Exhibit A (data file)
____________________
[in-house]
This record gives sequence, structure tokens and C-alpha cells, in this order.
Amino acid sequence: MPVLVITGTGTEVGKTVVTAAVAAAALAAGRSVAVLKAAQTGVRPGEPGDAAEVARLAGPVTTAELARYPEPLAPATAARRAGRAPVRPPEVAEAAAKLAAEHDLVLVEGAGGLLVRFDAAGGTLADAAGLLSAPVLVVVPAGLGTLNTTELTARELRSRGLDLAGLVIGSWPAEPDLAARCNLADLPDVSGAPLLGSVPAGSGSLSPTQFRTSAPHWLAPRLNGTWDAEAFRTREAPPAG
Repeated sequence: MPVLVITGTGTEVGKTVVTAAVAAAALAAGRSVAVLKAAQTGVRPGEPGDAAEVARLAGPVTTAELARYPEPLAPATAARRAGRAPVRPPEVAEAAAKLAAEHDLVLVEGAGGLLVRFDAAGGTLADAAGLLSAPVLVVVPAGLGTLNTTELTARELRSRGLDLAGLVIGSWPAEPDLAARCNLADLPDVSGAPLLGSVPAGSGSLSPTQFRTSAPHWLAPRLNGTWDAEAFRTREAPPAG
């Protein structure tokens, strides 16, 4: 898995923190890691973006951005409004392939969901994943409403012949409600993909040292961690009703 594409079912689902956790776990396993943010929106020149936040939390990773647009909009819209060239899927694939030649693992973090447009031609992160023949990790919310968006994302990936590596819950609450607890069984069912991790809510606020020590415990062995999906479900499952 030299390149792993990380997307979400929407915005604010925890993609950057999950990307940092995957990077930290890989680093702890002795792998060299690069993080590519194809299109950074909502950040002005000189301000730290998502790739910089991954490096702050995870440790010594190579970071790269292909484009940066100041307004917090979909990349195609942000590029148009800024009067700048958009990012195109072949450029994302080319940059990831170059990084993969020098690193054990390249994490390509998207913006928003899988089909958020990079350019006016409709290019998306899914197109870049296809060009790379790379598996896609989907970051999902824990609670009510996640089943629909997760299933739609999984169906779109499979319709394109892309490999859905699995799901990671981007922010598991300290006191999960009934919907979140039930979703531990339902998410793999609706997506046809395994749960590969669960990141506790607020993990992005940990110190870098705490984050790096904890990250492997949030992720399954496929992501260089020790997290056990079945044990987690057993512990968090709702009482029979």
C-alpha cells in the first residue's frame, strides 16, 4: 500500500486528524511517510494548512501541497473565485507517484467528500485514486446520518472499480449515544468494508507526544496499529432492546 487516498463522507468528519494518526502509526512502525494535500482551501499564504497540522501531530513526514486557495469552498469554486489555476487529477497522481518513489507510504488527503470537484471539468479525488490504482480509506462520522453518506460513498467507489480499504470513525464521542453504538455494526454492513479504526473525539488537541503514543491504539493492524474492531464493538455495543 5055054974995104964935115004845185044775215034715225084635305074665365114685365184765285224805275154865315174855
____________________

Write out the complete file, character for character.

[in-house]
This record gives sequence, structure tokens and C-alpha cells, in this order.
Amino acid sequence: MPVLVITGTGTEVGKTVVTAAVAAAALAAGRSVAVLKAAQTGVRPGEPGDAAEVARLAGPVTTAELARYPEPLAPATAARRAGRAPVRPPEVAEAAAKLAAEHDLVLVEGAGGLLVRFDAAGGTLADAAGLLSAPVLVVVPAGLGTLNTTELTARELRSRGLDLAGLVIGSWPAEPDLAARCNLADLPDVSGAPLLGSVPAGSGSLSPTQFRTSAPHWLAPRLNGTWDAEAFRTREAPPAG
Repeated sequence: MPVLVITGTGTEVGKTVVTAAVAAAALAAGRSVAVLKAAQTGVRPGEPGDAAEVARLAGPVTTAELARYPEPLAPATAARRAGRAPVRPPEVAEAAAKLAAEHDLVLVEGAGGLLVRFDAAGGTLADAAGLLSAPVLVVVPAGLGTLNTTELTARELRSRGLDLAGLVIGSWPAEPDLAARCNLADLPDVSGAPLLGSVPAGSGSLSPTQFRTSAPHWLAPRLNGTWDAEAFRTREAPPAG
């Protein structure tokens, strides 16, 4: 898995923190890691973006951005409004392939969901994943409403012949409600993909040292961690009703 594409079912689902956790776990396993943010929106020149936040939390990773647009909009819209060239899927694939030649693992973090447009031609992160023949990790919310968006994302990936590596819950609450607890069984069912991790809510606020020590415990062995999906479900499952 030299390149792993990380997307979400929407915005604010925890993609950057999950990307940092995957990077930290890989680093702890002795792998060299690069993080590519194809299109950074909502950040002005000189301000730290998502790739910089991954490096702050995870440790010594190579970071790269292909484009940066100041307004917090979909990349195609942000590029148009800024009067700048958009990012195109072949450029994302080319940059990831170059990084993969020098690193054990390249994490390509998207913006928003899988089909958020990079350019006016409709290019998306899914197109870049296809060009790379790379598996896609989907970051999902824990609670009510996640089943629909997760299933739609999984169906779109499979319709394109892309490999859905699995799901990671981007922010598991300290006191999960009934919907979140039930979703531990339902998410793999609706997506046809395994749960590969669960990141506790607020993990992005940990110190870098705490984050790096904890990250492997949030992720399954496929992501260089020790997290056990079945044990987690057993512990968090709702009482029979």
C-alpha cells in the first residue's frame, strides 16, 4: 500500500486528524511517510494548512501541497473565485507517484467528500485514486446520518472499480449515544468494508507526544496499529432492546 487516498463522507468528519494518526502509526512502525494535500482551501499564504497540522501531530513526514486557495469552498469554486489555476487529477497522481518513489507510504488527503470537484471539468479525488490504482480509506462520522453518506460513498467507489480499504470513525464521542453504538455494526454492513479504526473525539488537541503514543491504539493492524474492531464493538455495543 5055054974995104964935115004845185044775215034715225084635305074665365114685365184765285224805275154865315174855